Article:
KitchenTECH: Egg Waffle Pan


This post comes to us courtesy of food blogger Margie Tsai.


A friend introduced me to the egg waffle one afternoon at an Asian tea cafe. The egg waffle — also known as eggette, egg puff or bubble waffle — is a popular Hong Kong street snack. There is a traditional “egg taste,” but they are sometimes available in a variety of flavors and toppings. Typically served hot with no frills, the egg waffles are crispy on the outside with warm doughy centers. The texture is extremely light and satisfying; paired with a coffee or a tea, it’s the perfect afternoon snack.


The Nordic Ware Egg Waffle Pan is a two piece, interlocking pan, resembling a honeycomb with small round wells. Here are my steps for using it:


I start by giving both sides a light coating of a non-stick cooking spray. The interior has a non-stick coating, however I still like to use the spray to enable the waffle to release easily. I heat both sides of the pan on my stovetop. Once they’re both hot, I turn off the second burner and just work with one.
Using a glass measuring cup, I pour the batter in circles until just before the outside ring. The amount of batter you pour will dictate how much and how far it will spread.  Careful, if you add too much batter, you’ll overflow the pan and make a big mess. Interlock the two sides of the pan and immediately flip over. The cast aluminum material distributes the heat uniformly so the waffle cooks evenly and quickly. The handles stay cool to the touch so you can easily flip the pan.
When the first side reaches a golden brown, I flip over to the other side. Once both sides have reached a nice golden brown color, removal from the pan should be easy. Remove the top pan layer and tip the waffle out of the bottom pan. If it’s being stubborn, a nudge from a pair of chopsticks or tongs should do the trick. I drop the waffles on a wire cooling rack before plating.


TIP: You can start by heating both pans on high, but when you start cooking, reduce to medium-low. If you don’t, you’re going to scorch the egg waffle.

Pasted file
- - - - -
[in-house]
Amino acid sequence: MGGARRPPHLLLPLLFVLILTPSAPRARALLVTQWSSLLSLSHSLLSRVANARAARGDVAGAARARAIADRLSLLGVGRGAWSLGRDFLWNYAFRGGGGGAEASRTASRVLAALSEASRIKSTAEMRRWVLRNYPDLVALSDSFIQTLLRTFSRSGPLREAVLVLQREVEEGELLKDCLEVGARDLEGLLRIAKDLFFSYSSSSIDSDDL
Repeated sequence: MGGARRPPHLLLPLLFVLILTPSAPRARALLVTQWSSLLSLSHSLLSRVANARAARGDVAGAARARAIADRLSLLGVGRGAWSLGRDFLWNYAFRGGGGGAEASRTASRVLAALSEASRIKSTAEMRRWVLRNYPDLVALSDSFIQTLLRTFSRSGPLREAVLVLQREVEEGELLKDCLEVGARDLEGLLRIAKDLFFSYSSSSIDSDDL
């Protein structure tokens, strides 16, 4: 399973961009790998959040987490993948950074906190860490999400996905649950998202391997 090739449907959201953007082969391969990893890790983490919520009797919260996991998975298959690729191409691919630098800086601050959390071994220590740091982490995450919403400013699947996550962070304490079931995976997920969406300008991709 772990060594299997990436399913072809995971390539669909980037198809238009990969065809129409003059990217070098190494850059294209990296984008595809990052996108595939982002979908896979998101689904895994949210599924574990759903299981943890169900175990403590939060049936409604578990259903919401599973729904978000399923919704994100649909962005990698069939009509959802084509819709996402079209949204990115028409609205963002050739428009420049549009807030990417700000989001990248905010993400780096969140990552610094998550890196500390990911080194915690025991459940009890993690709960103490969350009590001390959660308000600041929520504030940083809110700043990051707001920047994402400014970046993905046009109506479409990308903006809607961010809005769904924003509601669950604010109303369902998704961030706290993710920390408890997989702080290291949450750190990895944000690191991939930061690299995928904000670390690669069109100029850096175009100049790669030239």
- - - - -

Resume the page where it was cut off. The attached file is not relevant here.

Making your own egg waffle batter is pretty easy. I follow an egg waffle batter recipe, but I skip the nutmeg. Since all of the ingredients are regularly available in my pantry, I often get spontaneous requests for egg waffles from my family. Rather than wait for me to bring the egg waffles out to the table, they can often be found hovering right next to the stove to snatch the freshly made waffles off of the wire rack.


I never get a chance to try different flavors or toppings because the waffles disappear so quickly. But if you had the chance, how would you serve them?


About the author: Being an engineer at heart, Margie Tsai has developed a passion for kitchen gadgets. Over the years, she has amassed quite a collection and is always on the lookout for new kitchen Tools, Electrics, Cookware or “kitchenTECH”. Margie hopes that someday she will have a gourmet kitchen large enough to house all of her kitchenTECH.

8 comments about “KitchenTECH: Egg Waffle Pan

  1. Tue Nygaard

    Please see attached Link from Wikipedia. These panfried delicatesses are originating in the North Western corner of Europe (The Netherlands, North Germany, Denmark, Norway and Sweden), where they (with regional differences) are a light dough, sometime containing pieces of apple in the center of the “Æbleskive”. A bit like the German Berliner Pfannkuchen, just not deep fried.

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  7. Arugula & Rocket

    Wow I can’t wait to make this recipe at home! I always make sure I get a fresh, hot gai daan jai (egg waffle) from the street vendor on Nathan Road, whenever I’m in Hong Kong. Thanks Williams-Sonoma!
    Arugula & Rocket Food Blog


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